In the time since Steve Ryan graduated from Pamplin in 2006 with a B.S. in Finance, his career has greatly evolved. After exploring the field of finance and becoming a Chartered Financial Analyst (CFA) with Genworth Financial, Steve found himself at the University of Virginia’s School of Law. He then began his legal career as an associate with Cooley LLP in their Emerging Companies and Venture Capital group and recently made the switch to become an associate with DLA Piper, LLP in their Emerging Growth and Venture Capital group.


 

Do you have a favorite part of your job, and what is challenging about it?

My favorite part of my job is definitely working with entrepreneurs and investors to offer solutions to their legal and business issues and ultimately help them be successful. However, the most challenging part of this career path is the demand on time and being “on-call” to service clients effectively.

What are you most excited for with your new job at DLA Piper?LinkedIn_SDR

I think the most exciting thing is having the chance to take a moment and really process what I’ve learned in the last three years at Cooley and then be able to apply it to a clean slate.  It is a similar feeling to that amazing time in college between semesters.  I’m also excited to join a great team at DLA and start contributing.

What drove you to join the RAB?

The idea was introduced to me by Stephen Skripak, a professor I have a lot of respect for and I’ve stayed close with since graduation. I wanted to get involved because I thought there were a lot of things at Pamplin that could be benefited by the experience of recent alumni. To put it more simply, joining the RAB was a chance for me to give back more than just financially. At this point in my career, my experience and relationships are probably more valuable to current Pamplin students than the financial piece I can offer.

Do you have a favorite book?

I read constantly and have many books that I consider to be invaluable. As I’ve evolved and switched paths, I’ve read a lot of the “classic” business books but I think the book that’s had the biggest impact for me is How Will You Measure Your Life? by Clayton Christensen. It is modeled after the business book format, but it was really written because Christensen saw so many of his intelligent and successful classmates and then students from Harvard Business School fail horribly in their personal lives. There were these people that were tremendously successful professionally, but they were going through divorces and their kids didn’t like them—they weren’t happy.  I re-read the book to remind myself about the danger of chasing career success to the detriment of what really matters, family.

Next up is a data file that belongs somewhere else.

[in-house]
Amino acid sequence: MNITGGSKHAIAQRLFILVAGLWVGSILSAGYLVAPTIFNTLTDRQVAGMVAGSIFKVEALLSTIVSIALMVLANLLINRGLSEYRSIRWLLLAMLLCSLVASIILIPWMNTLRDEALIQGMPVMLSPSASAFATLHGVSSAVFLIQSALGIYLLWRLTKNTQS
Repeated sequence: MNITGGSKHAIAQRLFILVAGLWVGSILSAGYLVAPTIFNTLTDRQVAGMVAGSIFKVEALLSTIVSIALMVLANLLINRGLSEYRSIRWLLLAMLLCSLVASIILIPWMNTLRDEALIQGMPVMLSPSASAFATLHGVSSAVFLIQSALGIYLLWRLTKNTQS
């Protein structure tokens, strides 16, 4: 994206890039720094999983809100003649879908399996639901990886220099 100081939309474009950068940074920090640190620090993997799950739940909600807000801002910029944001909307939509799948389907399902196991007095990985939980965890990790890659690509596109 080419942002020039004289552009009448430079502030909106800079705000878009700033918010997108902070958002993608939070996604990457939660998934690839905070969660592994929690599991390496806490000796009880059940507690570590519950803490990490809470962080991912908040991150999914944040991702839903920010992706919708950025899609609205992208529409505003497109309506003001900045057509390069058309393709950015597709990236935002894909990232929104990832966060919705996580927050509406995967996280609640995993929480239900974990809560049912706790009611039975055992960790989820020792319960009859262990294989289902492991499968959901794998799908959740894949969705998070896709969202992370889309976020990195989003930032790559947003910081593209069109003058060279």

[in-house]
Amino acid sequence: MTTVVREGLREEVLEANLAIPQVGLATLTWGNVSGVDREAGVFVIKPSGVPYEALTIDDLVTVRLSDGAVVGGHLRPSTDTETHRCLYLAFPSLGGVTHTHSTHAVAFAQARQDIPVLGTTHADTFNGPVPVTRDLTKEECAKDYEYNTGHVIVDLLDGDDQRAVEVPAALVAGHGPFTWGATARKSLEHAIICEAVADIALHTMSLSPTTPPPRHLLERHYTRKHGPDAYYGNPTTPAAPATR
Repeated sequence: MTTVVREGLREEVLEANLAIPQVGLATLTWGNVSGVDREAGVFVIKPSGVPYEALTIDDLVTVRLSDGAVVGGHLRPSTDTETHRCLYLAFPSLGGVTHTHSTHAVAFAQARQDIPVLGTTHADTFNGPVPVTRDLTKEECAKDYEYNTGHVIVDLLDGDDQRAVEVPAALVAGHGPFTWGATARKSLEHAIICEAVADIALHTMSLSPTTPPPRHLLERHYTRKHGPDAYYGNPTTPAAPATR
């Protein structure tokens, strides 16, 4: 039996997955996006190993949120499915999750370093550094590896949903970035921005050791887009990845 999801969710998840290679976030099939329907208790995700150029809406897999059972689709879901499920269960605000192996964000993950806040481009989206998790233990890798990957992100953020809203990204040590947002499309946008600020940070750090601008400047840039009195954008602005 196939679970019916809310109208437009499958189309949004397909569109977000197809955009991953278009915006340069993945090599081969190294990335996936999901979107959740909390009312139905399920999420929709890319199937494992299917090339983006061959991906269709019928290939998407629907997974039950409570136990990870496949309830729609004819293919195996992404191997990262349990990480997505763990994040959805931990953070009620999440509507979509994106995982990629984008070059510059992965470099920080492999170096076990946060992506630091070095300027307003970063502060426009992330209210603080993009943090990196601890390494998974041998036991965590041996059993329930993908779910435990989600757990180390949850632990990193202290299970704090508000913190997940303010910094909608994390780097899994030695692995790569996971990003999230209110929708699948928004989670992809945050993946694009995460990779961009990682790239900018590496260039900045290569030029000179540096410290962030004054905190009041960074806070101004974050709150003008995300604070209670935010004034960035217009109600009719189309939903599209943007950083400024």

What do you like to do in your free time?

I like to spend as much time as I can with my family. My wife Danielle (Pamplin ’04), also has a demanding career as a general dentist and practice co-owner in Fairfax, Virginia, so it is truly a team effort at home.. We have two young children—an almost three-year-old daughter and a 9 month old son. When we are not working, we are with them. It goes back to how you measure your life—I make a conscious effort to try to find balance.

Do you have any advice for current students?

Enjoy your time in Blacksburg. It’s a special place and a special time in your life. Four years feels like so much time but it’s amazing how quickly it goes by. Get the most out of it by showing up, especially when you don’t feel like it.

 

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